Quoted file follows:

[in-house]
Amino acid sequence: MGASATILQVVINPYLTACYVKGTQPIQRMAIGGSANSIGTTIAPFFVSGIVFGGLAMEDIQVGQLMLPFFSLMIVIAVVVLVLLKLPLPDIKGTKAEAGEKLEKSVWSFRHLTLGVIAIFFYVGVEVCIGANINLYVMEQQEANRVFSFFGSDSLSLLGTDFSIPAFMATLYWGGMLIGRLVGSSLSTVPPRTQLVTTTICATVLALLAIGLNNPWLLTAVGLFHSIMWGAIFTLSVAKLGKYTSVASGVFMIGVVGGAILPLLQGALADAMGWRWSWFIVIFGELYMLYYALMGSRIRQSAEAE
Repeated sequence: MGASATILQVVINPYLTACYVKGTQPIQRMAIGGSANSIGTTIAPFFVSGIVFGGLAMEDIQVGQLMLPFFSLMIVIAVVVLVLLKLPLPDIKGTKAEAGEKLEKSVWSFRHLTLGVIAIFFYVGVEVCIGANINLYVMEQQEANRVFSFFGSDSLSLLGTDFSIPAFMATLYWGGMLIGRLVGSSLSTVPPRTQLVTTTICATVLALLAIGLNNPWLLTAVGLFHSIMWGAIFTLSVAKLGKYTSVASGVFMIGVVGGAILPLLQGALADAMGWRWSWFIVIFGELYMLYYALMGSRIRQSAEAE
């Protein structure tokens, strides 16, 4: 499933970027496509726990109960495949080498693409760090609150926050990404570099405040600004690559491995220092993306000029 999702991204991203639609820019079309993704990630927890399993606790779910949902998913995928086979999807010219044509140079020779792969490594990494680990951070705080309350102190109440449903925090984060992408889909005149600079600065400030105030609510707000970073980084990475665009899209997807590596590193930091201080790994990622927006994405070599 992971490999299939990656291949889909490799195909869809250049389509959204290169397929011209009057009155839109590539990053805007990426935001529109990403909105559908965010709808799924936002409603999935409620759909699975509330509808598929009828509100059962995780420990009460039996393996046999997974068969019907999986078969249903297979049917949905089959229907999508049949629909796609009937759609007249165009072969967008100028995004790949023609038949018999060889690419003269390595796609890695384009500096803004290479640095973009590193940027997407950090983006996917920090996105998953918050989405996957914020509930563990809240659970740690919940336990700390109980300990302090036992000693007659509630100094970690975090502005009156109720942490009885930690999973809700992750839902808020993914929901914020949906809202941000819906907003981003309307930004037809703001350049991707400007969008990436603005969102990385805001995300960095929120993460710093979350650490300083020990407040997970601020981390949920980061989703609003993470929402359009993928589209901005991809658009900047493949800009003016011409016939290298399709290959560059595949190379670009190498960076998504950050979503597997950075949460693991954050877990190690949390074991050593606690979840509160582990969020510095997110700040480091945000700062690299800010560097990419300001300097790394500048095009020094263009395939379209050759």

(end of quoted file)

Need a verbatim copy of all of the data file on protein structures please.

[in-house]
Amino acid sequence: MGASATILQVVINPYLTACYVKGTQPIQRMAIGGSANSIGTTIAPFFVSGIVFGGLAMEDIQVGQLMLPFFSLMIVIAVVVLVLLKLPLPDIKGTKAEAGEKLEKSVWSFRHLTLGVIAIFFYVGVEVCIGANINLYVMEQQEANRVFSFFGSDSLSLLGTDFSIPAFMATLYWGGMLIGRLVGSSLSTVPPRTQLVTTTICATVLALLAIGLNNPWLLTAVGLFHSIMWGAIFTLSVAKLGKYTSVASGVFMIGVVGGAILPLLQGALADAMGWRWSWFIVIFGELYMLYYALMGSRIRQSAEAE
Repeated sequence: MGASATILQVVINPYLTACYVKGTQPIQRMAIGGSANSIGTTIAPFFVSGIVFGGLAMEDIQVGQLMLPFFSLMIVIAVVVLVLLKLPLPDIKGTKAEAGEKLEKSVWSFRHLTLGVIAIFFYVGVEVCIGANINLYVMEQQEANRVFSFFGSDSLSLLGTDFSIPAFMATLYWGGMLIGRLVGSSLSTVPPRTQLVTTTICATVLALLAIGLNNPWLLTAVGLFHSIMWGAIFTLSVAKLGKYTSVASGVFMIGVVGGAILPLLQGALADAMGWRWSWFIVIFGELYMLYYALMGSRIRQSAEAE
């Protein structure tokens, strides 16, 4: 499933970027496509726990109960495949080498693409760090609150926050990404570099405040600004690559491995220092993306000029 999702991204991203639609820019079309993704990630927890399993606790779910949902998913995928086979999807010219044509140079020779792969490594990494680990951070705080309350102190109440449903925090984060992408889909005149600079600065400030105030609510707000970073980084990475665009899209997807590596590193930091201080790994990622927006994405070599 992971490999299939990656291949889909490799195909869809250049389509959204290169397929011209009057009155839109590539990053805007990426935001529109990403909105559908965010709808799924936002409603999935409620759909699975509330509808598929009828509100059962995780420990009460039996393996046999997974068969019907999986078969249903297979049917949905089959229907999508049949629909796609009937759609007249165009072969967008100028995004790949023609038949018999060889690419003269390595796609890695384009500096803004290479640095973009590193940027997407950090983006996917920090996105998953918050989405996957914020509930563990809240659970740690919940336990700390109980300990302090036992000693007659509630100094970690975090502005009156109720942490009885930690999973809700992750839902808020993914929901914020949906809202941000819906907003981003309307930004037809703001350049991707400007969008990436603005969102990385805001995300960095929120993460710093979350650490300083020990407040997970601020981390949920980061989703609003993470929402359009993928589209901005991809658009900047493949800009003016011409016939290298399709290959560059595949190379670009190498960076998504950050979503597997950075949460693991954050877990190690949390074991050593606690979840509160582990969020510095997110700040480091945000700062690299800010560097990419300001300097790394500048095009020094263009395939379209050759």